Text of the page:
I am the biggest thief catcher; I sacked 50 staff because of corruption-MD, Kaduna State Water Corporation

Comrade Sanusi Maikudi, Managing Director and Chief Executive Officer, Kaduna State Water Corporation (KADSWAC).

Comrade Sanusi Maikudi work in Kaduna State Water Corporation (KADSWAC), not as the head of the workers union but as the Managing Director and Chief Executive Officer. He started his career as a human rights activist, and this rightist perspective reflects in his present responsibility as the helmsman of one of Nigeria’s leading water utilities. Previously,  he was also  Senior Special Assistant, Project Monitoring and Evaluation to the Kaduna State Governor between 2003- 2007.

Born in Kafanchan, Kaduna State, Nigeria, confidentially, today, December 24, is his 58th birthday. Sanusi holds a first degree in Architecture and a Master of Business Administration (MBA) from Ahmadu Bello University, Zaria.

Makudi spoke to eWASH’s Babatope Babalobi and Esther David on several issues, including how he is tackling systemic corruption in the KADSWAC.

How do you get the title ‘Comrade’?

I was one of the Student Union leaders when I was a University student from 1983 to 1987. It originated from being a Student leader at Ahmadu Bello University. I was the Secretary General of Youth Solidarity on Southern Africa (YUSSAN), which is one of the arms of the Student Union, and also the Director of Ideology of the Movement for Progressive Nigeria. I was also part of the Student Representative Assembly representing the Faculty of Engineering.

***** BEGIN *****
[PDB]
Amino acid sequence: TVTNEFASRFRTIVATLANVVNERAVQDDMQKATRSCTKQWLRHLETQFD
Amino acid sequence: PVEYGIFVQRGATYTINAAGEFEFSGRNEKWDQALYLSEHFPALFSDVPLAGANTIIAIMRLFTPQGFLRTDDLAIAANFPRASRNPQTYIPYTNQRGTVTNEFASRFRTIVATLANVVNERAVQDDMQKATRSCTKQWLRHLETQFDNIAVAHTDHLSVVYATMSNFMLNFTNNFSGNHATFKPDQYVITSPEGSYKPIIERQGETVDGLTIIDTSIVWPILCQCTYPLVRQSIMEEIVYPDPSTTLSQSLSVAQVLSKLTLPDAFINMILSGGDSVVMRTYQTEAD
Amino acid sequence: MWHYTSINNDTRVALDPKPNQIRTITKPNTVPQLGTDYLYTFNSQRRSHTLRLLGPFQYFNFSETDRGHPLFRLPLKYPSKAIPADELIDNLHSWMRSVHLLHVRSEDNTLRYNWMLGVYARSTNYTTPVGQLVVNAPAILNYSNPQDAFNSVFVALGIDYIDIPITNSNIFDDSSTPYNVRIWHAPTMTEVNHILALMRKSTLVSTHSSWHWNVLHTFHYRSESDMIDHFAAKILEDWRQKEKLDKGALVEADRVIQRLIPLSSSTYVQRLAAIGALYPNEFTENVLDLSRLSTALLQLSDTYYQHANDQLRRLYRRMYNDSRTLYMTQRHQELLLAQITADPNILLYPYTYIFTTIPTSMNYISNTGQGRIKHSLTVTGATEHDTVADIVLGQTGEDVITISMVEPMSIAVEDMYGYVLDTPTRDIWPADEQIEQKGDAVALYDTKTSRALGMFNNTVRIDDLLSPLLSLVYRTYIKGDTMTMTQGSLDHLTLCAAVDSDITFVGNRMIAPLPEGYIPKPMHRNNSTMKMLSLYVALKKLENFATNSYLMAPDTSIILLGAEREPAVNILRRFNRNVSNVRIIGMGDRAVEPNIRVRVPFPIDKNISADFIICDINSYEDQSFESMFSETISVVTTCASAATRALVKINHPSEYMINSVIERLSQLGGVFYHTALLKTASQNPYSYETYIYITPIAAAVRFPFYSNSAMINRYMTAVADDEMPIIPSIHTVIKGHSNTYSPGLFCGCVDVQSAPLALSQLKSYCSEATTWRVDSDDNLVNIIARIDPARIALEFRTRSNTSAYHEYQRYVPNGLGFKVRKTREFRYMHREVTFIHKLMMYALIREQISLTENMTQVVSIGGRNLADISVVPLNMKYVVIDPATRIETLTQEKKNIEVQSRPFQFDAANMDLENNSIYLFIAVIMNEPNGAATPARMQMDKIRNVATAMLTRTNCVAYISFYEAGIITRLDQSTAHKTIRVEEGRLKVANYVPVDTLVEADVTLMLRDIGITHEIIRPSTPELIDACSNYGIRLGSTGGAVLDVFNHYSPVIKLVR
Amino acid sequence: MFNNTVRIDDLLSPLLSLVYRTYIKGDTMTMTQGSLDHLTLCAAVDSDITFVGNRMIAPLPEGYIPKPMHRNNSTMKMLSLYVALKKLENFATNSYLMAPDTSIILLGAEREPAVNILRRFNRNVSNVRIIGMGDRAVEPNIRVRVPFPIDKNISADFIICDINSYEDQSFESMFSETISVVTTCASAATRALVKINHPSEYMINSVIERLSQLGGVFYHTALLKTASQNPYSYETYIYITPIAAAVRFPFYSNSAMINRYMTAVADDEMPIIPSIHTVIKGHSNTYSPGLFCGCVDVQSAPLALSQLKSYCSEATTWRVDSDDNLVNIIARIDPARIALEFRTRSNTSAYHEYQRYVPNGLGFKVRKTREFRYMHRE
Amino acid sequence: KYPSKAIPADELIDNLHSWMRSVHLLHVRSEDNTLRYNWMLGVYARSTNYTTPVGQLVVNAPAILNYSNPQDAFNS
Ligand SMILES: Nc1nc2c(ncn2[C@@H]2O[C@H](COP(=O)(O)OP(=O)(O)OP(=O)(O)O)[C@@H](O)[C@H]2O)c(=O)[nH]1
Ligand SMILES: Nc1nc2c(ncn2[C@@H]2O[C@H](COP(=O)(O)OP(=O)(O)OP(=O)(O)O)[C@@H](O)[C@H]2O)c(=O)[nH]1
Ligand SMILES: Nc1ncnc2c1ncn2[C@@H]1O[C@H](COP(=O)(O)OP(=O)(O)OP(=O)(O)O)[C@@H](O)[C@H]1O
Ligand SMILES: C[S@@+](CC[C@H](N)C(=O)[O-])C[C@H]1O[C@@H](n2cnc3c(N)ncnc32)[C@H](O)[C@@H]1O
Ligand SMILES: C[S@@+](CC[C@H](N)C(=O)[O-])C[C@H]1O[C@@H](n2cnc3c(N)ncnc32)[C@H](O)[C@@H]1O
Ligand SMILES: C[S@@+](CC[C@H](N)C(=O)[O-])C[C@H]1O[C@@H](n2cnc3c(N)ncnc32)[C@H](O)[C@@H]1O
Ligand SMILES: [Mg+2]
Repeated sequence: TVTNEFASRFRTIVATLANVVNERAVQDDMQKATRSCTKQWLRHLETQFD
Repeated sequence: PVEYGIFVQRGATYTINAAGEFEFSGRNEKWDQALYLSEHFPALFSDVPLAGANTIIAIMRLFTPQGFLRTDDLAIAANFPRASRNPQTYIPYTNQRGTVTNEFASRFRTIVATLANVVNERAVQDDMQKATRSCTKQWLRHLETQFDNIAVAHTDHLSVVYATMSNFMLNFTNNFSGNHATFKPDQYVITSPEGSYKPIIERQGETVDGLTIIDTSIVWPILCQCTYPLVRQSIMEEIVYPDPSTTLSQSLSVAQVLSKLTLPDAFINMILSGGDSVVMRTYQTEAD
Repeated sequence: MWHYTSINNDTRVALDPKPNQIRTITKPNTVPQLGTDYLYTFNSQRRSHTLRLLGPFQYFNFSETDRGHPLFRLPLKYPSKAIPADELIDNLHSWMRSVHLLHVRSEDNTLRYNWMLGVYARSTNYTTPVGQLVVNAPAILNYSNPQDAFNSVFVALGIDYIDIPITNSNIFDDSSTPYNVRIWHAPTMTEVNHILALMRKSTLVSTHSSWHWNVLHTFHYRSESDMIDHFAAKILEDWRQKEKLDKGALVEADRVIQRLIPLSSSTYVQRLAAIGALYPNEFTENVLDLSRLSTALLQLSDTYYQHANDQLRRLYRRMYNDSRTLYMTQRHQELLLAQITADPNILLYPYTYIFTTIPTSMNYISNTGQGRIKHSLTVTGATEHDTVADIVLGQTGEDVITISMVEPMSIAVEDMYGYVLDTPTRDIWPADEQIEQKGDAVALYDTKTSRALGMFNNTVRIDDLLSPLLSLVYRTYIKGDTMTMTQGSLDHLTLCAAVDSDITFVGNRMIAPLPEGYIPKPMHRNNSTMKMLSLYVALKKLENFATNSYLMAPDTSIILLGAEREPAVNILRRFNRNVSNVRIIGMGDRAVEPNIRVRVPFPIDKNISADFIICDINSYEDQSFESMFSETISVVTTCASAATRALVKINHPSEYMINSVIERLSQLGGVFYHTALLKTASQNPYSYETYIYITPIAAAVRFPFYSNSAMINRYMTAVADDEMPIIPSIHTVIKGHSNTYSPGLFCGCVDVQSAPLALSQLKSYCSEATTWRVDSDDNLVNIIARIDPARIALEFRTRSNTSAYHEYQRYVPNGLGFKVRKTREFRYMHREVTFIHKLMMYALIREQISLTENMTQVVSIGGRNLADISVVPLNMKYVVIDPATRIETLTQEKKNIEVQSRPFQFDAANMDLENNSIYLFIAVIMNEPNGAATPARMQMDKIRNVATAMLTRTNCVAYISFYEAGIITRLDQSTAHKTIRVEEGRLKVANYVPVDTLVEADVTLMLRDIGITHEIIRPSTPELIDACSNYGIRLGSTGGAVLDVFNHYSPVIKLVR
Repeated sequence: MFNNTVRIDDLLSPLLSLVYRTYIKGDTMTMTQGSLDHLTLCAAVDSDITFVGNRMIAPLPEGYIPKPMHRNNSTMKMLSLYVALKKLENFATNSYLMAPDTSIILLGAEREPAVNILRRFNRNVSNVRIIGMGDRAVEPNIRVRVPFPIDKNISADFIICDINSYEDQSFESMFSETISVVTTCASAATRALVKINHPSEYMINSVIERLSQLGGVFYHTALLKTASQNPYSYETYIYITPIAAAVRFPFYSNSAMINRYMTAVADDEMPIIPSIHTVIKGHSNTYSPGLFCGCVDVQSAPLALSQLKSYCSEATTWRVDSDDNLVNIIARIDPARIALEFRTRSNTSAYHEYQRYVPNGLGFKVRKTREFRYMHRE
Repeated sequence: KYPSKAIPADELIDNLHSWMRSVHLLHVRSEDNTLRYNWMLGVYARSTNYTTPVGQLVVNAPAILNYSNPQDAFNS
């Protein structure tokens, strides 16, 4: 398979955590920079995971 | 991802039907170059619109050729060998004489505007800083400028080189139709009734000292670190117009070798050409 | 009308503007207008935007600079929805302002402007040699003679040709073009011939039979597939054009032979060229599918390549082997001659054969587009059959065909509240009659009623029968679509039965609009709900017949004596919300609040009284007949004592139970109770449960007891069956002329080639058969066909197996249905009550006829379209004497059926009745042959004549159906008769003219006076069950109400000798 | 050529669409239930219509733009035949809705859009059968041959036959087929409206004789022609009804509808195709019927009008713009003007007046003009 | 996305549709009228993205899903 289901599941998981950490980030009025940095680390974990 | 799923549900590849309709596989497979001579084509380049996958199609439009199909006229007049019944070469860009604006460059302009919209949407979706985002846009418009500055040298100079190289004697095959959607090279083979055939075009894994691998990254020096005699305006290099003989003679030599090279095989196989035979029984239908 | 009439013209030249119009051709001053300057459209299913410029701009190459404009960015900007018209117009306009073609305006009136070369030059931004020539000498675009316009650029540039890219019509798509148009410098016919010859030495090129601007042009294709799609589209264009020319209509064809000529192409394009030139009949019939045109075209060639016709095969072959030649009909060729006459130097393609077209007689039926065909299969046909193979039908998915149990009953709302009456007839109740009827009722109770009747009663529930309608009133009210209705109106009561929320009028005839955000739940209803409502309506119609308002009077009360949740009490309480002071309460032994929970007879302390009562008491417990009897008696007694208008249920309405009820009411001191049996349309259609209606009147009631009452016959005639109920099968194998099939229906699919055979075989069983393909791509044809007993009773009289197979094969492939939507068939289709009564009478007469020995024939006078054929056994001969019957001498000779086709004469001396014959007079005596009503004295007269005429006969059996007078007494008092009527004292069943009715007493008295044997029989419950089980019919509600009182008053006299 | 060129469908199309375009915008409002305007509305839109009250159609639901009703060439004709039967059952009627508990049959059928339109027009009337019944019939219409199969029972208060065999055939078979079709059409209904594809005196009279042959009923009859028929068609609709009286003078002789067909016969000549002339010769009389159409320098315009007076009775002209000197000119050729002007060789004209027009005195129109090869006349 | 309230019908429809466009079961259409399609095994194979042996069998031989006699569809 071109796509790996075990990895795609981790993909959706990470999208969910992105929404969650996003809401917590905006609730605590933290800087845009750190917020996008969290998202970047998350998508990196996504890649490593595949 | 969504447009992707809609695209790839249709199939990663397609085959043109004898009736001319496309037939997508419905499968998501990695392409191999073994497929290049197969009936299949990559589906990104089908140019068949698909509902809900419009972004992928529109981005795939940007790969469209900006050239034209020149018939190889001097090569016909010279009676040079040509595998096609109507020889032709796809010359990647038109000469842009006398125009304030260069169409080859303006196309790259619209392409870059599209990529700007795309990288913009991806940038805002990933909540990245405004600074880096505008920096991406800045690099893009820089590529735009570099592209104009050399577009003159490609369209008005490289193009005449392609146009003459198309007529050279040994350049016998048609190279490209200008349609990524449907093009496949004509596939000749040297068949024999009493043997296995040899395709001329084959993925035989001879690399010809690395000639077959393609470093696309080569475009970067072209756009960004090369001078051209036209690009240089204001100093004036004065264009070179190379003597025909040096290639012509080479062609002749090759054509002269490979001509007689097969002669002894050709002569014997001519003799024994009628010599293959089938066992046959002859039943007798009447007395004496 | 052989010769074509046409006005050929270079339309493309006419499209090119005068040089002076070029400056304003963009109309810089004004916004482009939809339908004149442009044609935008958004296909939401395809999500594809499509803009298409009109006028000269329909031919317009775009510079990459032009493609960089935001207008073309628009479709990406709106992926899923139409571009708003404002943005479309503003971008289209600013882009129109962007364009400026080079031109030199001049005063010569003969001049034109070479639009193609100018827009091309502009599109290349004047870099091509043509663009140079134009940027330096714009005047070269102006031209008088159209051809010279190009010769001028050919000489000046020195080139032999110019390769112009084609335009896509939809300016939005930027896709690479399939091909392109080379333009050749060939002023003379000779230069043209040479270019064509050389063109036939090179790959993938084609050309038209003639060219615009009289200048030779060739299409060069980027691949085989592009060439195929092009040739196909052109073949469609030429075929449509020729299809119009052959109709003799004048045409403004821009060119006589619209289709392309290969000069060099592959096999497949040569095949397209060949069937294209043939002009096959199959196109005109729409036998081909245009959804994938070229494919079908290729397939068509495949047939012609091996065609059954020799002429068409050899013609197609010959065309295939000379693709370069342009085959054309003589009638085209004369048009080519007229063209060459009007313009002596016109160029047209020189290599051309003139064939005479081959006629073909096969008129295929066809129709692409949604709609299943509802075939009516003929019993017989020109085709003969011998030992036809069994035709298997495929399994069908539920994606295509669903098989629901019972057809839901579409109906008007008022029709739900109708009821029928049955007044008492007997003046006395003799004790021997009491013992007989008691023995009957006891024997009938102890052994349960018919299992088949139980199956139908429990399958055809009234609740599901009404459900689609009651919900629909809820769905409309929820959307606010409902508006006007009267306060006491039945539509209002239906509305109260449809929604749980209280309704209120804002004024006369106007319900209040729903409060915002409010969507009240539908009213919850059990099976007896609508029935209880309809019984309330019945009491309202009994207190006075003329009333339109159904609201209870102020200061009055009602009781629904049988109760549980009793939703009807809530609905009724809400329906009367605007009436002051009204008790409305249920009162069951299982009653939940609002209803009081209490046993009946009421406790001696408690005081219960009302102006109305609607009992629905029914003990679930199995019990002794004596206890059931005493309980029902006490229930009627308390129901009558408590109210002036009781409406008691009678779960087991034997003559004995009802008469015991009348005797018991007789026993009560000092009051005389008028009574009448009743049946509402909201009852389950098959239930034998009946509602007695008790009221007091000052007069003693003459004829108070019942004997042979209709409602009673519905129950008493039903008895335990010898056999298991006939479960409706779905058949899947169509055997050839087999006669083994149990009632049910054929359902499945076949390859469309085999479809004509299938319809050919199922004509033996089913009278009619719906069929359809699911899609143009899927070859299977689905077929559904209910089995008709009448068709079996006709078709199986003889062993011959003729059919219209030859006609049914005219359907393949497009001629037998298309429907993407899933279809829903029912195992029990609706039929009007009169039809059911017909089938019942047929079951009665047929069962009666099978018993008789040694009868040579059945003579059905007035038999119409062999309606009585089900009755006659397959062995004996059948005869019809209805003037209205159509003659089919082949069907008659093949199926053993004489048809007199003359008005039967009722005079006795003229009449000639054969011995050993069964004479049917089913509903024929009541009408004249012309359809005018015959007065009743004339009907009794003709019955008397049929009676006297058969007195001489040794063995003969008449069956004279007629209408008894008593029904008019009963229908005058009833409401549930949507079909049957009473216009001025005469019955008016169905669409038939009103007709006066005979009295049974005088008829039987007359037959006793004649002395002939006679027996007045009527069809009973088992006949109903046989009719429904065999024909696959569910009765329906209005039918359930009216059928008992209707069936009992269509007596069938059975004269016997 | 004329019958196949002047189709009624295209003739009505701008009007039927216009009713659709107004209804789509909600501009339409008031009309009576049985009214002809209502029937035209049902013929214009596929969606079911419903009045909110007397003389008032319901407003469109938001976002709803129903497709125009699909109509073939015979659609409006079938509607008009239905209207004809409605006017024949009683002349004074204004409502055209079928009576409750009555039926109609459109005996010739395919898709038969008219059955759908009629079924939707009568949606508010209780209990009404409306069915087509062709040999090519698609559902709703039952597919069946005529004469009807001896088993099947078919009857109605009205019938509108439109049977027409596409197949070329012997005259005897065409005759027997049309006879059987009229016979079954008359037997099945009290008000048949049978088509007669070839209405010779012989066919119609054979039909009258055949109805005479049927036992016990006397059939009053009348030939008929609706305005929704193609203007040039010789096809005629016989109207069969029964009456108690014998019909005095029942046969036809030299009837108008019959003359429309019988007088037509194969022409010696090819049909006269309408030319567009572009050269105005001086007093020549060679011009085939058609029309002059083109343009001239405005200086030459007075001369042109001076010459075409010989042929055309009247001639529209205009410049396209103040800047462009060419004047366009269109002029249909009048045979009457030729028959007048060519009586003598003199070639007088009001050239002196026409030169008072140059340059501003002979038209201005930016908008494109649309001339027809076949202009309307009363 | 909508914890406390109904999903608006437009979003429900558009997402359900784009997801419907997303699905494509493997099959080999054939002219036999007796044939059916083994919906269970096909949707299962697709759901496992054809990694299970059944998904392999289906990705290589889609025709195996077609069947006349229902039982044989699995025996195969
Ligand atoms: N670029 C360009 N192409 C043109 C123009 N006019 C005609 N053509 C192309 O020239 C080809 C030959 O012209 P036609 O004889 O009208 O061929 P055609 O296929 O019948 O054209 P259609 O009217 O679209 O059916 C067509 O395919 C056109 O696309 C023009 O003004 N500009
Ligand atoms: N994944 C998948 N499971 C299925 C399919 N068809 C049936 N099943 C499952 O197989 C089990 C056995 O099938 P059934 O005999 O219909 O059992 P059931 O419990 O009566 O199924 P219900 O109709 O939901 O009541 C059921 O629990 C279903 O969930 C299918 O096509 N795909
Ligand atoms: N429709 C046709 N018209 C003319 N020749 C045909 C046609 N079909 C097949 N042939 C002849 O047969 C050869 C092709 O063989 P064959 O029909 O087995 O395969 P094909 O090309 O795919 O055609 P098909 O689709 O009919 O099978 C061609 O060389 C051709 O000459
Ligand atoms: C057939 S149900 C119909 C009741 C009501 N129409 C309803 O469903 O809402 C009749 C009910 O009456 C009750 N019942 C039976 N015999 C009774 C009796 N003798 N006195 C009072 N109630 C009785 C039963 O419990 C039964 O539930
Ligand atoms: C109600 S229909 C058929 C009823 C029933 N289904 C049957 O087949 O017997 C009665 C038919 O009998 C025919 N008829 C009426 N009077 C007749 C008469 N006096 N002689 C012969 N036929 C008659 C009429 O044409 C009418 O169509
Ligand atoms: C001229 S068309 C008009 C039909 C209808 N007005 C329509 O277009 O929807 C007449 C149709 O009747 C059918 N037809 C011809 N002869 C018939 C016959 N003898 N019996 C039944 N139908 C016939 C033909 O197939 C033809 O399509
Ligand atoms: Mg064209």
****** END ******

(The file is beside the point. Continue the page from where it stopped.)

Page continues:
Over three years since you were appointed as the Managing Director of the Kaduna State Water Corporation. What have been your main achievements since you assumed office?

I resumed office in February 2015. It is almost four years on the seat. It will be four years by February 2023.

Comrade Sanusi Maikudi, Managing Director and Chief Executive Officer, Kaduna State Water Corporation (KADSWAC).

Managing utilities in this part of the world is a work in progress. I assumed office shortly after the corporatisation of the former Kaduna State Water Board. You may recall that a new government came in on May 29, 2015, and set the machinery in motion for reforming the Kaduna State Water Board. The new government updated the Kaduna State Water, Sanitation and Hygiene law and policy. Out of the reform, new institutions and priorities emerged, such as the first-time creation of the Water Services Regulatory Commission and the transformation of the Kaduna State Water Board into a Water Corporation.

Why I prioritise stakeholders’ engagement

My assignment’s main thrust was to translate that reform’s vision into practice. Corporatisation is business-oriented service delivery, unlike previous public service delivery. So part of my achievements was launching an in-house transformation plan on arrival at Kaduna Water Corporation, which we called the ‘five points transformation agenda’.